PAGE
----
In honor of the upcoming Journée internationale de la Francophonie, we’re dedicating this article to the most important francophone writers from outside the hexagone (metropolitan France).
By Alaina Schwartz
What is La Francophonie?
In short, “francophonie” is a general term referring to the countries that share French as an official or culturally significant language.* This concept has been a difficult and often controversial topic as the presence of this language in many of these countries is a direct consequence of France’s colonial history.
The Organisation internationale de la Francophonie (OIF) is an institution devoted to promoting the French language and cultural, educational, and political exchange among the many francophone countries in the world. The organization has eighty-eight member states, including francophone and non-francophone countries.
Each year, on March 20, OIF celebrates the Journée Internationale de la Francophonie. This day is dedicated to celebrating the diversity of the French-speaking world. For the year 2023, the theme is « 321 millions de francophones, des milliards de contenus culturels » (“321 million francophones, billions of cultural creations”), and is focused specifically on promoting the cultural work of French-speakers from around the world, and ensuring that their work is visible and easily accessible online.
You likely already know that French isn’t only spoken in France, but do you know just how widespread the language is? With an estimated 321 million speakers, French is the fifth-most commonly spoken language in the world. With that many people sharing a language, it only makes sense that many of the most important French-language writers come from throughout Europe, the Caribbean, Africa, and beyond.
*Good to know: “Francophonie” (with a capital ‘F’) refers specifically to the members and activities of the Organisation internationale de la Francophonie.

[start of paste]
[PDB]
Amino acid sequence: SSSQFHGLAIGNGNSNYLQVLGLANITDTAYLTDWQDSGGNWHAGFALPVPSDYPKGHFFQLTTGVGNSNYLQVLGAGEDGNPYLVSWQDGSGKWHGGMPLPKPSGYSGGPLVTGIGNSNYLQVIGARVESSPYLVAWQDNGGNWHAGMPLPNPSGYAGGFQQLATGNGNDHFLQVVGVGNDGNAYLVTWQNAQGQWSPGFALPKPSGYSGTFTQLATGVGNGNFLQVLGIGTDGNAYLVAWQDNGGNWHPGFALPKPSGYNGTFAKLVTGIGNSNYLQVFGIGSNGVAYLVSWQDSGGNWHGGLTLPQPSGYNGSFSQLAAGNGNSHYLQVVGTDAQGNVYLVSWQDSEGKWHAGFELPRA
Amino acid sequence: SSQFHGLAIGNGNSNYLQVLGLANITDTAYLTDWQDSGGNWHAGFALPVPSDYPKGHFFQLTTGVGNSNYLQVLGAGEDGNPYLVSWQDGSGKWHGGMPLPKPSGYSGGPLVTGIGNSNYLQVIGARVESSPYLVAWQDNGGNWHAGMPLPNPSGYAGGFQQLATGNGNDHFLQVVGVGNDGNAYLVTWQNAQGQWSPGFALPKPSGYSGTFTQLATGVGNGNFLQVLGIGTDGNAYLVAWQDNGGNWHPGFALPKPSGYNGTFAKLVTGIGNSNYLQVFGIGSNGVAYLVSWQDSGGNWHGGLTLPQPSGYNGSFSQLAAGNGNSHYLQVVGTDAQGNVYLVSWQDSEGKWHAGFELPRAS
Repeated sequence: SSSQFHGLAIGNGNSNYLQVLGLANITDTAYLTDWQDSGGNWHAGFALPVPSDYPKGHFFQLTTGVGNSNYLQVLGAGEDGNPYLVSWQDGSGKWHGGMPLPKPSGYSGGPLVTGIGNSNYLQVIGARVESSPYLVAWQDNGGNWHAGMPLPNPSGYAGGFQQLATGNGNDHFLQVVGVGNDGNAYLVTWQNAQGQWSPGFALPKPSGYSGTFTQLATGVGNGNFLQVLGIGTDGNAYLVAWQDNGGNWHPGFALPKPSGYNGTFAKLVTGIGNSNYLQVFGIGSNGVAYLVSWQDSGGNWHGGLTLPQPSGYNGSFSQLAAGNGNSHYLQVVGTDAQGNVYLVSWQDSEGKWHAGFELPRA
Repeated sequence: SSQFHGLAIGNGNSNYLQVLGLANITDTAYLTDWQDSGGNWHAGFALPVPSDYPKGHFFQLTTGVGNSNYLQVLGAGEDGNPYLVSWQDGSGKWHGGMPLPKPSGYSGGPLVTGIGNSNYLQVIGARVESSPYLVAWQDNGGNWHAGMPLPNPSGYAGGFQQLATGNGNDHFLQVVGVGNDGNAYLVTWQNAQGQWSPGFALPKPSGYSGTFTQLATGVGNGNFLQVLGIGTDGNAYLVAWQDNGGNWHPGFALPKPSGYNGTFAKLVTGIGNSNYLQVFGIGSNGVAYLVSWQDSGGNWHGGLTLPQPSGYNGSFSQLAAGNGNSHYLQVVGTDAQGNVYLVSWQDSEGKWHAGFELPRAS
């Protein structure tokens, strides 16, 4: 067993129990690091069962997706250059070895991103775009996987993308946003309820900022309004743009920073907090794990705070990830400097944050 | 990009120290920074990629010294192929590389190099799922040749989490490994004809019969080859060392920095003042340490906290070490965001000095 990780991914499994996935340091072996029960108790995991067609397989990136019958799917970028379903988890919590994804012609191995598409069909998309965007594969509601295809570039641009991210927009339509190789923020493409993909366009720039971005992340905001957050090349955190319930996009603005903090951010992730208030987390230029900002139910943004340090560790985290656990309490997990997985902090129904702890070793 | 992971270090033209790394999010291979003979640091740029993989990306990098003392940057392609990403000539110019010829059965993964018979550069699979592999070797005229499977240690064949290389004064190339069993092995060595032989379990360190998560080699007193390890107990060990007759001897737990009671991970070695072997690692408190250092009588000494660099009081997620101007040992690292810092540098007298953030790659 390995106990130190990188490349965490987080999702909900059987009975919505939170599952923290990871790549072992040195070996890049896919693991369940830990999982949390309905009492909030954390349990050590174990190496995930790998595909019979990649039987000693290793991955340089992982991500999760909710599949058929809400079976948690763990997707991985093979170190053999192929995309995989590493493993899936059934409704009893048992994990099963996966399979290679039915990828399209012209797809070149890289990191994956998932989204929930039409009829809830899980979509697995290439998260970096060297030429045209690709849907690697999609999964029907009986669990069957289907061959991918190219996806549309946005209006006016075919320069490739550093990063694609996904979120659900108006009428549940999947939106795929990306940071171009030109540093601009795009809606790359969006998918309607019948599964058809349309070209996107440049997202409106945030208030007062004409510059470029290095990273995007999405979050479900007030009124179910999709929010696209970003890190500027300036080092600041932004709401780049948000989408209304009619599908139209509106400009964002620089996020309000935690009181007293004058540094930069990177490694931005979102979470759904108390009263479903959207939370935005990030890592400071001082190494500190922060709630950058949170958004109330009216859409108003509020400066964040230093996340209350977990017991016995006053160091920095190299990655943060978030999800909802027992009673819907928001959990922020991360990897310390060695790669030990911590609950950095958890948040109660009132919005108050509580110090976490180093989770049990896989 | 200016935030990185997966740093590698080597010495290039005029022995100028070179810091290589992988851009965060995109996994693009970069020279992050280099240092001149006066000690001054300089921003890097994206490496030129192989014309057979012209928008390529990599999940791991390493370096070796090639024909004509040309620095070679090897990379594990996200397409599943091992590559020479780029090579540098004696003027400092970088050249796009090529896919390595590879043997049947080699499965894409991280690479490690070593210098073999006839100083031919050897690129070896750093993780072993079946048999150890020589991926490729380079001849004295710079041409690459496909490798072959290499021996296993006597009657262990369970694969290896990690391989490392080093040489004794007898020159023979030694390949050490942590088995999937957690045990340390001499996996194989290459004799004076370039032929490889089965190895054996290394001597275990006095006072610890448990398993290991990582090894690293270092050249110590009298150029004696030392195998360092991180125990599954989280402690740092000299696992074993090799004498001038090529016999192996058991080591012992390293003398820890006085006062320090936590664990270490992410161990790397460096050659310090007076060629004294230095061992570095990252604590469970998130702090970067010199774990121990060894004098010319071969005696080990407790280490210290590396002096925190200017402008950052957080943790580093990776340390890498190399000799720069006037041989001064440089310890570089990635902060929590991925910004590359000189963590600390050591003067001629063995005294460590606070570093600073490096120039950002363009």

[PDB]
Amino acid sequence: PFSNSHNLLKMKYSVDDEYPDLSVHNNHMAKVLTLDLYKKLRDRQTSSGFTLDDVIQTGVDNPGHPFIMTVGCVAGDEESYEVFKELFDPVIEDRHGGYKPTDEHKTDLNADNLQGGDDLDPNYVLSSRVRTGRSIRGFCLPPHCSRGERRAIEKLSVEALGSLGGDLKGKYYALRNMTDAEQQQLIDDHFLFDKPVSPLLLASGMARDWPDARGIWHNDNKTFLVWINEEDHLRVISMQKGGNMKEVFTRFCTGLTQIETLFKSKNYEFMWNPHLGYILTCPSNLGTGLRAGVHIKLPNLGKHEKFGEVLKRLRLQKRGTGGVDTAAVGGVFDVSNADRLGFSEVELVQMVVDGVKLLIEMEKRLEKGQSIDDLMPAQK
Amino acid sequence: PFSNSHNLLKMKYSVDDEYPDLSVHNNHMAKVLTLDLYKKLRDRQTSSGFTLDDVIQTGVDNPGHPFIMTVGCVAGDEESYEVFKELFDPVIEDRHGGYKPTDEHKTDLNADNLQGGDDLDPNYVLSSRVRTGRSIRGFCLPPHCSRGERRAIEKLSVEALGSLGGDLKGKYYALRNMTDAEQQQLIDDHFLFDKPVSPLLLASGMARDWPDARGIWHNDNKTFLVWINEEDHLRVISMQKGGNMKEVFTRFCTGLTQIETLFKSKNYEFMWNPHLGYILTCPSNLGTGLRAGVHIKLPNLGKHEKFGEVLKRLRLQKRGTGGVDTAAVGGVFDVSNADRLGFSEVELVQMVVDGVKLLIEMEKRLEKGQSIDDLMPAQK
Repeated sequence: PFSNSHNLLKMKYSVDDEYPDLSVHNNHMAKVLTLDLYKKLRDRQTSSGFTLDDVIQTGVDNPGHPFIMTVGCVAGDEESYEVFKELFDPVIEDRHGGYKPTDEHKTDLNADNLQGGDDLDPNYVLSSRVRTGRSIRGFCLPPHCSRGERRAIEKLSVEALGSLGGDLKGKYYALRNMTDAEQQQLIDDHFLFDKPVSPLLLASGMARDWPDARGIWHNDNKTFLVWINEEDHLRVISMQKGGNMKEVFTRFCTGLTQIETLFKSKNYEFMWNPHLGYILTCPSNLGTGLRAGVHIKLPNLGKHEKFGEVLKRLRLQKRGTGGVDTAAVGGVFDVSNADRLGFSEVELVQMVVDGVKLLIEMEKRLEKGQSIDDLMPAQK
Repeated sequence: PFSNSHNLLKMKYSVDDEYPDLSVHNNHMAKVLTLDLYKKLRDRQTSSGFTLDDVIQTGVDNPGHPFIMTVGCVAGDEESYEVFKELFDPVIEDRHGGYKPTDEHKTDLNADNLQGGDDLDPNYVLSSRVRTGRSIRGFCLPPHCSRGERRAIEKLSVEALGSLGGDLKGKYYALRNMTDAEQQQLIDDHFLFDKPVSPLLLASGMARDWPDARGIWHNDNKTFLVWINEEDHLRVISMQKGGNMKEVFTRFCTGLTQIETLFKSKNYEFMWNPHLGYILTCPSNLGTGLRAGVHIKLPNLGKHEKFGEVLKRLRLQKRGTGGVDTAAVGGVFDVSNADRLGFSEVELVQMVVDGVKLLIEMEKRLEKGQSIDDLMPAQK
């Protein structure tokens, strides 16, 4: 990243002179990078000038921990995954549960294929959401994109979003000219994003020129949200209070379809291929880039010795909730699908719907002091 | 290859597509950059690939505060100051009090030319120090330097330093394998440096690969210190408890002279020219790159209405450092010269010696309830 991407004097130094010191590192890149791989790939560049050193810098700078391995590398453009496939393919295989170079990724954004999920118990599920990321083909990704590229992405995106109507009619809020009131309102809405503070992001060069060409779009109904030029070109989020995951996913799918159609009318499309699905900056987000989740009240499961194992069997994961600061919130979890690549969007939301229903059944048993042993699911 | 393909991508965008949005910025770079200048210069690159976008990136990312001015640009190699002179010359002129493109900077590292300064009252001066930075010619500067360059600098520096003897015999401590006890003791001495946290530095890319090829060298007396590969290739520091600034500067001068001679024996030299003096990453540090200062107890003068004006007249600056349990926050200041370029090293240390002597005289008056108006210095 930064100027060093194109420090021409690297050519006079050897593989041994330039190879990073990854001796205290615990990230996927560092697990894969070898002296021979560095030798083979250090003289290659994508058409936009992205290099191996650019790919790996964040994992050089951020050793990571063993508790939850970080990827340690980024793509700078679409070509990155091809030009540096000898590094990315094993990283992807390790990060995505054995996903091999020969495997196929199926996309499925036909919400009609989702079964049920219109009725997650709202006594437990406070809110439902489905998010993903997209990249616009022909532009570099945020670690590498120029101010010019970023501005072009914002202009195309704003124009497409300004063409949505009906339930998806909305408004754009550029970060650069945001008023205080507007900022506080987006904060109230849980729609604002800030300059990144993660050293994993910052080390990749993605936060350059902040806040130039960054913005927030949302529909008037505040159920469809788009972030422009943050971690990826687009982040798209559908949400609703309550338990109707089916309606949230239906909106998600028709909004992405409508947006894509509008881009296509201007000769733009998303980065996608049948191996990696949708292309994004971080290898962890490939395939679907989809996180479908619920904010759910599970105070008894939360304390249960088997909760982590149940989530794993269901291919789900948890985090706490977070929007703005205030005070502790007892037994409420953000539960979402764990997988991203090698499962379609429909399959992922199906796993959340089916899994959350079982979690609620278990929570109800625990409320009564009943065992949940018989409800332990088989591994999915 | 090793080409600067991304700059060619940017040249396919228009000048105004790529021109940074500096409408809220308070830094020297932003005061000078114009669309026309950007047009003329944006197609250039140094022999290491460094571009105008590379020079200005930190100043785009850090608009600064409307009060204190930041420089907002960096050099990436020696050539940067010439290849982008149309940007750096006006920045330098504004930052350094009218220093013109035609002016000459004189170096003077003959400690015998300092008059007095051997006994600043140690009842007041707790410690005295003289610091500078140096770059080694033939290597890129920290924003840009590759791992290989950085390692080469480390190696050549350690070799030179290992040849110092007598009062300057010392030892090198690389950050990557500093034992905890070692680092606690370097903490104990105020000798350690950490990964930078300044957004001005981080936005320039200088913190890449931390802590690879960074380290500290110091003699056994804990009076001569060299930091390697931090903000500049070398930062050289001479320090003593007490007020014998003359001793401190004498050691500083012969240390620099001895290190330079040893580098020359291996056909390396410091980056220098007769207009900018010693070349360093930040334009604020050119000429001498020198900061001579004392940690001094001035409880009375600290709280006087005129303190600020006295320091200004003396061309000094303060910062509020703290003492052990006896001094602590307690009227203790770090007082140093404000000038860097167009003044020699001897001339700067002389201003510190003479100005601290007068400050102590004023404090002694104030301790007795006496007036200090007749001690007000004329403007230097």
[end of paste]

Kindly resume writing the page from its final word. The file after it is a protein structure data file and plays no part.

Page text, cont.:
Léopold Sédar Senghor
Léopold Sédar Senghor (1906-2001) was a poet, writer, and Senegal’s first president. Born in Joal, in what was formerly French West Africa, the “Président-Poète” spent sixteen years of his life in France, where he studied linguistics and, with the collaboration of fellow African and Caribbean intellectuals like Aimé Césaire, developed the négritude movement. His promotion of African culture, literary creations, and political work have made him one of the most significant African figures of the twentieth century.
Did you know? Among many other firsts, Senghor became the Académie Française’s first African member in 1983!
Fatou Diome is a French-Senegalese writer. She was born in Senegal in 1968 and lives in Strasbourg, France. She’s best-known for her 2003 novel, Le Ventre de L’Atlantique (The Belly of the Atlantic), and has continued to publish a variety of works from novels and essays to poetry. Her work is largely inspired by her dual-identity, her life as an immigrant in France, and the relationship between France and African countries. She explores these topics in this interview on her most recent essay, “Marianne face aux faussaires” (“Marianne Against the Fakers”). She’s one of the most influential Senegalese writers of today.
Practicing your French: Diome was recently elected as a member of the Académie royale de langue et de littérature française de Belgique. Read more about it here!
One of the most important Canadian writers in history, Marie-Claire Blais (1939-2021) was a playwright, novelist, and poet from Québec City. She published her first novel, La Belle Bête (The Beautiful Beast), at the age of twenty, and published over forty works of poetry, news articles, plays, and novels. She was essentially unknown to anglophone audiences, but was widely celebrated in the French-speaking world and was the recipient of multiple literary awards, along with two Guggenheim Fellowships. While she often wrote about the darker side of humanity, she once noted in an interview,
“Personally, I don’t like suffering. I prefer serenity.”
Marie Vieux-Chauvet (1916-1973) was a Haitian playwright and novelist. She was an unwavering critical voice against the United States occupation of Haiti and François Duvalier’s dictatorship, and faced heavy surveillance throughout her time in the country. During her time living under the regime, she continued to write and hosted meetings with a group of writers and poets called Les araignées du soir (The Evening Spiders). After publishing Amour, colère et folie (Love, Anger and Madness) in 1968, she feared retaliation from Duvalier’s regime and fled to New York City, where she spent the remainder of her life.